85% of managers see the Spanish economy as regular, bad or very bad, but 73% say that the situation of their companies is very good


Almost half of the businessmen, 46%, consider that political uncertainty –in a context marked by the holding of local, regional and general elections in the coming months– is one of the main threats to the economy and a 36 % places regulatory changes among the biggest risks for their business.

These are some of the conclusions of the ‘Perspectivas España 2022’ report, prepared by KPMG together with CEOE, which also shows that 57% of managers rate the situation of the Spanish economy as fair, while 28% consider that it is bad or very bad.

The energy crisis, the escalation of inflation and rising interest rates paint a complex scenario for Spanish companies, which, despite the caution shown in their economic forecasts, are optimistic about their growth in the next twelve months .


And it is that 70% of the businessmen who have participated in the survey expect their sales to increase throughout the year –seven points less than in 2022– and 50% will invest more –ten points less than last study edition–.

In addition, almost three out of four businessmen (73%) consider that the situation of their company is good or excellent, while 44% of the businessmen surveyed trust that the situation of their organization will improve throughout the year, even percentage that expects the Spanish economy to evolve for the worse in the next twelve months.

In hiring forecasts, managers are more prudent. Compared to 2022, the percentage of respondents who will expand their workforce decreases to 38% –eight points less than in 2022– and that of those who will keep it the same increases to 50% –seven points more than in the previous edition– .

Despite this, the president of CEOE, Antonio Garamendi, has insisted on the need to promote effective support measures for companies to keep the economy and employment going, as well as having a framework of political stability and regulatory quality create a favorable investment climate.

For his part, the president of KPMG in Spain, Juanjo Cano, considers that “within the prudence required by the current context, the expectations of Spanish businessmen regarding the evolution of their organizations are optimistic and show their confidence in the increase in sales, boosting investment and maintaining employment.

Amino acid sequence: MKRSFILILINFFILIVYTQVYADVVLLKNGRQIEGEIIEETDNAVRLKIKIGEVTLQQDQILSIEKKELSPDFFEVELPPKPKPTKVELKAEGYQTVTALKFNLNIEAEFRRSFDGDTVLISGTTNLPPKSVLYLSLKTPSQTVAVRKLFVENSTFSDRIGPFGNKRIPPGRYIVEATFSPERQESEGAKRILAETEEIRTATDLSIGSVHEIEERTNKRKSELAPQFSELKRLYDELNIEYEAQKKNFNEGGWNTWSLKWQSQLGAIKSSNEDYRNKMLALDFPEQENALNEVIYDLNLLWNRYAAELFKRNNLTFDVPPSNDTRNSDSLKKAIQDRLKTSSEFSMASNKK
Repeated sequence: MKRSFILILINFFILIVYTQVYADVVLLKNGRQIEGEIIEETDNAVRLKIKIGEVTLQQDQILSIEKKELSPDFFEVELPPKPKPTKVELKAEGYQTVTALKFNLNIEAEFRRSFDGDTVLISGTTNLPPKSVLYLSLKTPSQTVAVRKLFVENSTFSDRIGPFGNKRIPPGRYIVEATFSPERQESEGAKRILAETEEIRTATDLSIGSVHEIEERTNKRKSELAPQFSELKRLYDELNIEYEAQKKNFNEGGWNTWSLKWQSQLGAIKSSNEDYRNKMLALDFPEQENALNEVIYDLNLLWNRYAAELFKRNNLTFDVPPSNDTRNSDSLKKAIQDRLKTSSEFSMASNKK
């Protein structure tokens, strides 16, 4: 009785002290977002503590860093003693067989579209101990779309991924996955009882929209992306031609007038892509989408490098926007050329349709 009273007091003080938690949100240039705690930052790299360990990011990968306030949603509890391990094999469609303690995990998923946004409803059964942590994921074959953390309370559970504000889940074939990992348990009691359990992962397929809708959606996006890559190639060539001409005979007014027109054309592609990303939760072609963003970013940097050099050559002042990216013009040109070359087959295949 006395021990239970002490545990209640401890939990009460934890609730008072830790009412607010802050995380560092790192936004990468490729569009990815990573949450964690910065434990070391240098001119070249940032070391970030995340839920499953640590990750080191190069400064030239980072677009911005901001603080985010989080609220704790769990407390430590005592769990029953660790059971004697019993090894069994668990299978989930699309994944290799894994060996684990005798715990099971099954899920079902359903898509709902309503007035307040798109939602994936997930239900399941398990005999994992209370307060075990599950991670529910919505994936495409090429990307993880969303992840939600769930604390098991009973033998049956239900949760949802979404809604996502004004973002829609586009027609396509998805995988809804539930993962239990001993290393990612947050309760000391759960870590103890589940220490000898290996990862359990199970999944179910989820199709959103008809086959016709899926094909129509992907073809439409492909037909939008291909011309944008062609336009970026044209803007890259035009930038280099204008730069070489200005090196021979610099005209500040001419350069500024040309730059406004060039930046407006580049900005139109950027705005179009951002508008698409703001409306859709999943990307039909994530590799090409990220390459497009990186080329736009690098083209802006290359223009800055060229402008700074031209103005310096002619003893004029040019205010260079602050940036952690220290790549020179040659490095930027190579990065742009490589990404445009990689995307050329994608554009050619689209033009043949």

The report also reveals the effects of inflation on other areas of corporate governance. 69% of managers say that inflation has had a high or very high impact on their organization’s profit margins.

As a consequence, more than half of those surveyed (52%) have redefined their pricing policies to reflect the increase in costs and 31% plan to do so in the next twelve months, with which more than 80% have raised prices. or will soon. In addition, 45% have renegotiated their contracts with suppliers and 32% plan to do so throughout this year.

For their part, the majority of those surveyed (53%) place the development of measures to mitigate inflation among their strategic priorities for the next twelve months and 54% consider that rising prices are one of the main threats to the Spanish economy. short term.

Thus, three aspects closely related to inflation, such as the cost of energy, price volatility or demand risk, register a higher percentage of responses when managers are asked about the main risks for their business in this exercise (38%, 36% and 36%, respectively).

On the other hand, recent years have been marked by intense legislative activity to which is added the holding of local, regional and general elections in the coming months. In this context, 46% of those surveyed in this edition of Perspectivas España also include political uncertainty among the main threats to the Spanish economy in 2023.

For their part, 57% of the managers who have participated in the report believe that attracting and retaining talent constitutes one of the main challenges in the next three years and almost half (49%) place this area among their priorities. strategies for 2023.

The effects derived from the need for new skills and professional skills are already noticeable in companies. In fact, 59% say their organization is having difficulties recruiting the talent it needs, while 65% acknowledge that a shortage of talent puts their business objectives at risk.